Manolo Blahnik, American Friends Service Committee, Cerro Gordo Ghost Town, More: Monday ResearchBuzz, November 22, 2021


WWD: Manolo Blahnik Unveils a Digital Archive With Color, and British Humor. “The Manolo Blahnik Archives: ‘New Way of Walking’ is part museum, part VIP gallery tour, part pop culture lecture that brings the designer’s work, inspirations and memories to life in a 3D experience that stretches across five separate ‘rooms.'”

Financial Planning: A Quaker immigration divestment list and the growing scope of ESG data. ESG stands for “Environmental, Social, and Governance,” I believe. “As more clients seek politically infused portfolios and products of all bents, a Quaker organization launched a new database tracking the immigration impact of publicly-traded firms. The American Friends Service Committee revealed the findings earlier this month of its research on which companies the organization accuses of ‘profiting from border militarization and the surveillance and criminalization of immigrants.'”

One of the YouTube channels I subscribe to is called Corridor Crew. The channel’s description is “We run a production studio based upon ingenuity, hard work, and friendship. Watch our ups and downs as professional creators!” Its most recent video was about using LiDAR to scan an entire ghost town. WITH A PHONE. Cerro Gordo is now available to view (and in some cases walk through!) at . I watched most of the backstory video with my jaw on the floor. The progress made by LiDAR scanning apps is unbelievable. If you didn’t realize how far phone-based 3D scanning has come, do yourself a favor and watch the video or visit the ghost town online. Y’all, they scanned an entire town in SOMETHING LIKE TWO DAYS.

Baltimore Fishbowl: “Worthy of monumentalization”: Black Arts District preserves cultural memory of Pennsylvania Avenue. “Immortalized in bronze, Billie Holiday sings in the Upton neighborhood, her hair adorned with gardenias. Across the striking statue once stood the Royal Theatre, the famed West Baltimore venue where Holiday and fellow Black jazz and blues stars once performed. The eight-and-a-half-foot statue is the sole monument of how Pennsylvania Avenue was an epicenter for Black art and entertainment businesses during the early to mid-20th century.”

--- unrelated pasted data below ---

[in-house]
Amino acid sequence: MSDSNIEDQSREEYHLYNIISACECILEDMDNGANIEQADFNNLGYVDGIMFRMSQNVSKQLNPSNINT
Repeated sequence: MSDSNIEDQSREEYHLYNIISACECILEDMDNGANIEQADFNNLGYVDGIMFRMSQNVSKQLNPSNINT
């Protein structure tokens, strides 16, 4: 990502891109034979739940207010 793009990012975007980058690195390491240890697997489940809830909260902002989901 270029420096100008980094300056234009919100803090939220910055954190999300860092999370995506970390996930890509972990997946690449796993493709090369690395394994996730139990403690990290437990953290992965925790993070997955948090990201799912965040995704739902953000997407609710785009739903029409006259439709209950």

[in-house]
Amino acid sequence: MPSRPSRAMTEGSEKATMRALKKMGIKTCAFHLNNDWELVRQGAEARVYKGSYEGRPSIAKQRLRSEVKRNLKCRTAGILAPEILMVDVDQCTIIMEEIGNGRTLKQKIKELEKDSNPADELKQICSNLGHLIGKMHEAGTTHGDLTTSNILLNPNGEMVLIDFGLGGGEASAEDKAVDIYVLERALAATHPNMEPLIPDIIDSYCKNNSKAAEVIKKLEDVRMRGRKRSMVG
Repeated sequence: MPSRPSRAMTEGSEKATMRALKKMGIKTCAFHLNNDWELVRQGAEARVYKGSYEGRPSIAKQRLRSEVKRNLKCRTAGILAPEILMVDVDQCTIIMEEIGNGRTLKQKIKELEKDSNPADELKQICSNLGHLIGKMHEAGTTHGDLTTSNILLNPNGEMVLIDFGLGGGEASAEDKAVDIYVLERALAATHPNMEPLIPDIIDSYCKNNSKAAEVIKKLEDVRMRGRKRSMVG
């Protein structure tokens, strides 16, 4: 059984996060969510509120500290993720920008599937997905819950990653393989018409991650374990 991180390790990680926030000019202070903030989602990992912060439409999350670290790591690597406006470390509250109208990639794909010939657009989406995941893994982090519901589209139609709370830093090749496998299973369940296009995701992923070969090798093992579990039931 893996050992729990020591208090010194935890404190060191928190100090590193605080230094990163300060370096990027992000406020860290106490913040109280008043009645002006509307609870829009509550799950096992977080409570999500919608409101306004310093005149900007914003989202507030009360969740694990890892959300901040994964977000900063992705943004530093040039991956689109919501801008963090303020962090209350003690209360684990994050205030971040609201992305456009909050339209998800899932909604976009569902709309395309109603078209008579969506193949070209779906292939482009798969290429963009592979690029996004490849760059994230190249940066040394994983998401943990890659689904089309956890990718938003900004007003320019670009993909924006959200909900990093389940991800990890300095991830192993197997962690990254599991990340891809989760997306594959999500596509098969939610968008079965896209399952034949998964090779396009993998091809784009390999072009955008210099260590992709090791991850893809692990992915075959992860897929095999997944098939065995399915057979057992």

VentureBeat: OpenAI makes GPT-3 generally available through its API. “OpenAI today removed the waitlist for GPT-3, its large language model that can automatically write emails and articles, compose poetry, create code across a dozen programming languages, and more. Starting today, any developer in a supported country can sign up to begin integrating the model with their app or service.”


Lifehacker: How to Lock Your Secrets in the Notes App (and Why You Should). “Searching for data or photo lockers will lead you to many apps. Some of them are genuinely secure—others, less so—but given that you’re dealing with secure data (documents, photos, security codes, or bank details), you maybe don’t want to trust a third-party iPhone app that happens to have a thousand 5-star reviews. Because it’s actually better to use Apple’s Notes app instead.”

Polygon: How to make your Twitch stream more accessible with subtitles. “Over the years, streaming platforms and tools have made it easier than ever to create streams accessible to everyone. In this explainer, I’ll go through captioning tools, subtitles to complement captioning, and screen reader accessibility instructions.”


City of Tallahassee, Florida: City’s John G. Riley Museum Awarded $246,250 Grant For Archival Digitization Project Partnership. “The City of Tallahassee’s John G. Riley Center and Museum of African American History and Culture was recently awarded a three-year Institute of Museum and Library Services (IMLS) Museum Grant for African American History and Culture. The $246,250 grant will support cross-organizational efforts to digitize its vast archival collection in partnership with the Florida State University Libraries and the Riley Museum Archives at Tallahassee Community College.”

Trains: Cheseapeake & Ohio Historical society receives slides from J. David Ingles collection. “Chesapeake & Ohio Historical Society announced in a press release that it received a collection of slides from the estate of J. David Ingles, the late senior editor of Classic Trains magazine and former editor of Trains magazine. The collection includes many slides from the 1960s and 1970s of the C&O in Ohio and Michigan, Ingles’ birthplace and one-time residence. The historical society is working to scan the approximately 3,000 slides to add to its digital archive.”


Associated Press: NYC aims to be first to rein in AI hiring tools. “Job candidates rarely know when hidden artificial intelligence tools are rejecting their resumes or analyzing their video interviews. But New York City residents could soon get more say over the computers making behind-the-scenes decisions about their careers.”

CNET: Google knows where you are 24/7. Turning off these settings can stop it. “If you use any Google app, your location and data history might be stored. We’ll walk you through how to turn off location services and delete your location history.”

WZFG: North Dakota to create new database for missing people; project first proposed in 2019 . “During the special session, the state legislature approved spending $300,000 in ARPA funding to pay for the new database. The system is expected to be online in 6 to 8 months. The database will enable all law enforcement, including tribal officers, to upload information into a shared system. Citizens will also be allowed to access the system so they can assist in searches.” Good morning, Internet…

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